Death and Taxes
Ben Franklin’s quote on taxes is well known among Americans, ‘in this world nothing can be said to be certain, except death and taxes’. But for all the certainty around the first, there is far less confidence among average tax-payers when it comes to the second.
Sure, Americans know they need to pay taxes each year. But what exactly should they pay for, and not pay for? The answers here can be surprising, as many folks can fairly minimize their tax in some areas, but easily make a misstep that can prove costly (read: an IRS audit!). So let’s look now at 7 of the most common issues Americans overlook in their personal tax.
Do I Need to Pay Taxes?
Almost half of Americans don’t pay federal income tax (FIT). As the Tax Policy Center detailed, in 2016 over 44.3% of American households did not put some coin in the federal money jar. A percentage point or two may have shifted since 2016, but this trend is long and enduring. And it’s also essential to be aware of as you may not need to pay any tax.
At present, if you are a single and earn less than $10,400 a year, you do not need to pay FIT. As anything below this amount is equal to the standard deduction and exemption amounts. It may be hard to imagine in a nation with fast-rising cost of living many Americans would make less than this amount, but college students, stay-at-home parents, seniors who don’t (yet) receive social security, and professionals who take a career ‘gap year’ can all fit this category.
While it’s always important to keep good records of your earnings and expenses, if your total income is south of $10,400? You don’t need to file a tax return.
2. What About My Partner’s Earnings?
OK, what was just written is 100% true. But it comes with a caveat. If your income was beneath the threshold this year but your romantic partner earned millions? That is a potential tax issue. The implications of a big difference in income between you and your partner can vary. If you are married and reside in the same household? Then your tax return will have some bearing on theirs, and vice versa. If you’ve just began dating someone last month and have no financial links save for occasionally buying each other red roses? Then your tax returns are essentially separate.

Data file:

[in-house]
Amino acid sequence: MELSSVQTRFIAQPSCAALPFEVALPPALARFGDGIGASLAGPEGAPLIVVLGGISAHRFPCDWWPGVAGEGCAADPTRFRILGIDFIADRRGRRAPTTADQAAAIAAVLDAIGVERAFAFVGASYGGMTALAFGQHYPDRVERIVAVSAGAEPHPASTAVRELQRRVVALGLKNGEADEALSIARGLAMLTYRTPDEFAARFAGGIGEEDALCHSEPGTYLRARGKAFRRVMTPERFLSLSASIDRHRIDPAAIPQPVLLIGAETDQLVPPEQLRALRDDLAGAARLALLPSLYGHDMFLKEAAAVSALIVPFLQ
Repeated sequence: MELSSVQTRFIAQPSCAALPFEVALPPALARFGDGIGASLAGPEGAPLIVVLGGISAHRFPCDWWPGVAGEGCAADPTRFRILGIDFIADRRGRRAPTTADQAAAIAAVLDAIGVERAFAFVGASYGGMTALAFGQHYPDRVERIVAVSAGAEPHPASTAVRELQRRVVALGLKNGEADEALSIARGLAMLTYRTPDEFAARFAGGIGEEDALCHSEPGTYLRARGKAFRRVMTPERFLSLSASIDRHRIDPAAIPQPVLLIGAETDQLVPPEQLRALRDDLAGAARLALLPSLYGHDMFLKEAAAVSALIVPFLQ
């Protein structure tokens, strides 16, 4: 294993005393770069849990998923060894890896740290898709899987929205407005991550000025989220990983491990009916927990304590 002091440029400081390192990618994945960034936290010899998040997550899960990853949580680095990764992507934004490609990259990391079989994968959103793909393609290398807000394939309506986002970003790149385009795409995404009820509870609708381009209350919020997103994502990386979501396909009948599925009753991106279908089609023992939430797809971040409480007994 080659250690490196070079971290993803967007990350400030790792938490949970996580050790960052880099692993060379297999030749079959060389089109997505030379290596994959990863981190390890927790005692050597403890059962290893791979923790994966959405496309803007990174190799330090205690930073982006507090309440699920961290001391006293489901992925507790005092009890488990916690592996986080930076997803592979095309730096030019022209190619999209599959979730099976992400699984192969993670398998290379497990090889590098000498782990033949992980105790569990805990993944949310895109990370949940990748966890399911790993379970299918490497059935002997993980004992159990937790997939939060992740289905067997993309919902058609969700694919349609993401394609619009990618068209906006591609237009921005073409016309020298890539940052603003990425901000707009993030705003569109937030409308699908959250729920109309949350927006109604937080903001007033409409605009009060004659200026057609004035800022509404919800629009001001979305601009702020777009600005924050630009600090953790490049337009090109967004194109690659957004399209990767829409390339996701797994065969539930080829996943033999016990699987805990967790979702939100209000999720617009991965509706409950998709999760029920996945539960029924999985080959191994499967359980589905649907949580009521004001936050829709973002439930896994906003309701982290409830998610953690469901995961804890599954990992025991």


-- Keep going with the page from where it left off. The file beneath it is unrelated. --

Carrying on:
3. Is My Fit Applicable Only to Me as an Individual?
Another consideration to keep in mind is any status you hold beyond your individual one. You may regard yourself as an everyday American who just runs a regular business. But what if your accountant did recently turn your business into a company? Things may have changed significantly in the way you file, even if little has changed in the day by day of the business.
The same applies to other areas of tax. Like investments held in trust. Again, you may have just taken the advice of your lawyer or accountant and set up a new structure per their recommendation. By no means is this to suggest this recommendation was wrong, but it is essential to double check with a professional if you’ve made any big changes like this recently.
Ultimately, such structures should benefit you tax-wise, so ensure you establish their impact.
4. Have I Moved or Done Business in Another State Recently?
While FIT applies to all 50 states, at the state-level there is a variety of different taxation arrangements. These can impact your tax return if you have moved or done business in another state. While where you are domiciled (a fancy way of saying where you live) is usually the chief factor for your taxation status, if you have earned income in another state filing a tax return there is often necessary.